Sunday, April 26, 2009

Emotional Pain

Many survivors of abuse and sufferers of depression and anxiety experience inner emotional pain. Sometimes it is experienced as a pain in the stomach or chest that is not associated with any physical problem. Sometimes it is a pervasive feeling of being stressed or restless. It can develop in childhood as a result of neglect, verbal abuse or lack of nurturing. It is there because there is a need going unmet. Needs for safety and affirmation are two big ones.

Emotional pain can lead to some kind of addiction from serious problems like alcohol and drugs to less destructive ones like shopping or internet addictions. Even the more minor ones can have the effect of causing a person to neglect relationships, neglect responsibilities at home and work, or stagnate recovery and therapy efforts. People don’t like emotional pain any more than they like physical pain. So we try to cover it up. Physical pain means there is a problem that needs to be resolved. Sometimes it turns out to be something temporary like a headache or serious like a heart attack. The same goes for emotional pain; it means something is wrong. Too many people live with the emotional pain or develop an addiction to numb it.

Emotional pain can get to an intolerable level when we push it down and try to hide it. We need to express the anger or disappointment that has occurred over our life. As children it may not have been safe to express our feelings at all. We couldn’t show disappointment or anger or grief. It just didn’t go away, it went deep. Even after we grew up we kept up the pattern of hiding our feelings because it was the only thing we knew. Often we are afraid of what others will think of us if we do.  

One thing that needs to happen at some point in the process of feeling the hidden pain is to forgive those who caused you to hide your feelings in the first place. That usually turns out to be parents. There may be other relatives or caretakers, coaches or teachers too. However, to continue to hold the feelings in isn’t going to help. I did an extended book review on “Wounded” by Terry Wardle. It can be found on my blog in previous posts. He talks about steps to healing that include releasing the emotions to God and then forgiveness. Jesus took all the hurts we experience on Himself at the cross. Those things were sins against God and us. It does us no good and does the abuser no harm for a person to continue to hold onto those feelings and not forgive.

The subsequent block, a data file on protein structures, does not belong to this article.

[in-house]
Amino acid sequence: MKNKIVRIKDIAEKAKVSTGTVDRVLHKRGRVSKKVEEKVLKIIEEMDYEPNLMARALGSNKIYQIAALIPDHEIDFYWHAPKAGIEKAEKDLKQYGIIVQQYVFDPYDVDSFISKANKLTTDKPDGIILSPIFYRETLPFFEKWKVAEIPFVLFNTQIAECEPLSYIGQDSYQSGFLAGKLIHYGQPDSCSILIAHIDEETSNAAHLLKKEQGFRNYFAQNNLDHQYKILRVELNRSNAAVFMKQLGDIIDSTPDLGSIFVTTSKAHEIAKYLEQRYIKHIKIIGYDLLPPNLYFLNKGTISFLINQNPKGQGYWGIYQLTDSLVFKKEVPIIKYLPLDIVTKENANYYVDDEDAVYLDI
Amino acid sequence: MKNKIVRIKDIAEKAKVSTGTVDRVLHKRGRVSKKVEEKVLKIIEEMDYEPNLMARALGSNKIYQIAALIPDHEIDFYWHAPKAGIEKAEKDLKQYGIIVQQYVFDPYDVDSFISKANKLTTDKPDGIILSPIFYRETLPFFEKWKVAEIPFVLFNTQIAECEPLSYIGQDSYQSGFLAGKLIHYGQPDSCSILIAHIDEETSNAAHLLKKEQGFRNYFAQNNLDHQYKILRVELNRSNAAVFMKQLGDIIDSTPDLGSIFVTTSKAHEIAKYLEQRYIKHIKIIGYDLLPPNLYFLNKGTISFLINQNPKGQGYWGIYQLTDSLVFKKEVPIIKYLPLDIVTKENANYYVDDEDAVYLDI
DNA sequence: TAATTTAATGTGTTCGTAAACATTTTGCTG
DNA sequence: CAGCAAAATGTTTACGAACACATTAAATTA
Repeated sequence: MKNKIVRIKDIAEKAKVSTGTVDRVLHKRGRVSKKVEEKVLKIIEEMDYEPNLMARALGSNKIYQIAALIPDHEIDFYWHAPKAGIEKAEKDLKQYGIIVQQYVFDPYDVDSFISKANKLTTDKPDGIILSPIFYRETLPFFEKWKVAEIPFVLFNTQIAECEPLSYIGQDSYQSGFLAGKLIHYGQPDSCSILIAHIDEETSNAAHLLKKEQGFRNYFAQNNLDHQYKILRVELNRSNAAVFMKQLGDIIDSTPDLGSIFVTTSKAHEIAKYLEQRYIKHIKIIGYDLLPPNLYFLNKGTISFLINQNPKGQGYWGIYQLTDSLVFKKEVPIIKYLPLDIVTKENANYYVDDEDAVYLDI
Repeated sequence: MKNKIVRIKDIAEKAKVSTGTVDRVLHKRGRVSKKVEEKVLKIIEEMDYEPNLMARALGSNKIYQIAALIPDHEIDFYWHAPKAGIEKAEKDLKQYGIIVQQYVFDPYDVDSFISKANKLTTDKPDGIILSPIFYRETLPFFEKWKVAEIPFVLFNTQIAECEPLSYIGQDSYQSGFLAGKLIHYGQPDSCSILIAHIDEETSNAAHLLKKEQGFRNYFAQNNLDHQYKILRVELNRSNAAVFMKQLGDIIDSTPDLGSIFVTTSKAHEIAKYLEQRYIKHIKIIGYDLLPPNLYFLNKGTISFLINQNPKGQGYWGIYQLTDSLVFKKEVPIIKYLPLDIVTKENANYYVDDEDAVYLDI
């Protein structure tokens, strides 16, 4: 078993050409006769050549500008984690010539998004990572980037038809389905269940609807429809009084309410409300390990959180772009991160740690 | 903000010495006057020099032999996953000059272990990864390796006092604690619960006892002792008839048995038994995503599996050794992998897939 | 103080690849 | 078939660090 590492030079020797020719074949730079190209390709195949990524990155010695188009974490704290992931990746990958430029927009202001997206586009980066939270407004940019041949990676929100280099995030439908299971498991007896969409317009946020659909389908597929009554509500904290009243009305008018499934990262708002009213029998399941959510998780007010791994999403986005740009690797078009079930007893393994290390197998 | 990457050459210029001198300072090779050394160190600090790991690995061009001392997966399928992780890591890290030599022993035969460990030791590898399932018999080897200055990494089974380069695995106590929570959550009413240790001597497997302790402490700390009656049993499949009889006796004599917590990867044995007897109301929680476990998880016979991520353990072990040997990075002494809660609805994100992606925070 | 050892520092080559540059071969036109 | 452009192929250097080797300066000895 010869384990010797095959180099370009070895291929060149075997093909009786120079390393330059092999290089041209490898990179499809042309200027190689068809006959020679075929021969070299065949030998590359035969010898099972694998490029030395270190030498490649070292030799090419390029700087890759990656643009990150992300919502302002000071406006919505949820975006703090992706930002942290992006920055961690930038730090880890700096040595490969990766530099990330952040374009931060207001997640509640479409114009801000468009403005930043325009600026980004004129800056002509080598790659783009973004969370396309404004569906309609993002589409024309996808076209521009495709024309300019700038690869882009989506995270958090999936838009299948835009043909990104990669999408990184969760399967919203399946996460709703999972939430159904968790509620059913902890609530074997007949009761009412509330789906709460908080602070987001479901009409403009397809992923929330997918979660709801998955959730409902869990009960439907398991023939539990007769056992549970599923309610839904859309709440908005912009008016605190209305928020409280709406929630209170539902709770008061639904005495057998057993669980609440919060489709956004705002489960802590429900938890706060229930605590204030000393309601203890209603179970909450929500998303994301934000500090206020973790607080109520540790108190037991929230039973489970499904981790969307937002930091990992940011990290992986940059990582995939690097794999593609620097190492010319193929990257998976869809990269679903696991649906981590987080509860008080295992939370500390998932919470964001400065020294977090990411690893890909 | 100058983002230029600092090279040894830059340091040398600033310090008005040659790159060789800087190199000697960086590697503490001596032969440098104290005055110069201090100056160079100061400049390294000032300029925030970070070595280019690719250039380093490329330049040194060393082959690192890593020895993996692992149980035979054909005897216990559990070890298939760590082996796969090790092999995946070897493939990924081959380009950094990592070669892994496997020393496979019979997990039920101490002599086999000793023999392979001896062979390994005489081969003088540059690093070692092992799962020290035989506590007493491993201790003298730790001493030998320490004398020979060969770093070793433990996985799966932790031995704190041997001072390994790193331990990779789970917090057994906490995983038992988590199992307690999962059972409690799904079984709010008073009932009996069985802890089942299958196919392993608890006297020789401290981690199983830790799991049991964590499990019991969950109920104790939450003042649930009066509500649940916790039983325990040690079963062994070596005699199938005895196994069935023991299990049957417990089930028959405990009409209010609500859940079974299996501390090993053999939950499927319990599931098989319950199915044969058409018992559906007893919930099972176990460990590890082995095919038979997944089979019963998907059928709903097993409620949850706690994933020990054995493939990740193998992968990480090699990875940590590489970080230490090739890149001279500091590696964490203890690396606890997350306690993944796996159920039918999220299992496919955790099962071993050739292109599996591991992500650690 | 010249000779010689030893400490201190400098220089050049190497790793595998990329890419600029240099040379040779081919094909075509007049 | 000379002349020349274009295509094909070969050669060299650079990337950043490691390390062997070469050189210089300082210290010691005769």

1. Ahhhh...forgiveness. I have been very blessed to have been a forgiving person since I was very young. Perhaps it was because I knew the Lord at a very young age? Whatever the reason, it has been a blessing.

    Emotional pain...very hard at times to deal with. I so agree that, if left undealt with, it will not go away. It will keep on hitting us.

    I appreciate your thoughts on this.

  2. I was abused sexually, emotionally, physcially from the time I was 11 till I was 40. It began with my stepfather, then multiple employees of a state hospital while I was a patient and under 16. Pimps and players and users as an adult.

    I can put it in the past and accept it most of the time: however, when my depression returns so does all the emotions of that time.

    1. Try to talk about it to a close friend or clergy when you become depressed.

  3. Interesting that I stumbled upon your article right now as I am thinking about forgiving. Not sure yet if that idea really helps but I guess there are many misunderstandings about forgiving. Be blessed

  4. I've been so focused on forgiving the offenders that I haven't considered those who participated by enabling. That really is huge. One more thing now to work through. One wonders when, or if, it ever ends. I seriously doubt that it does.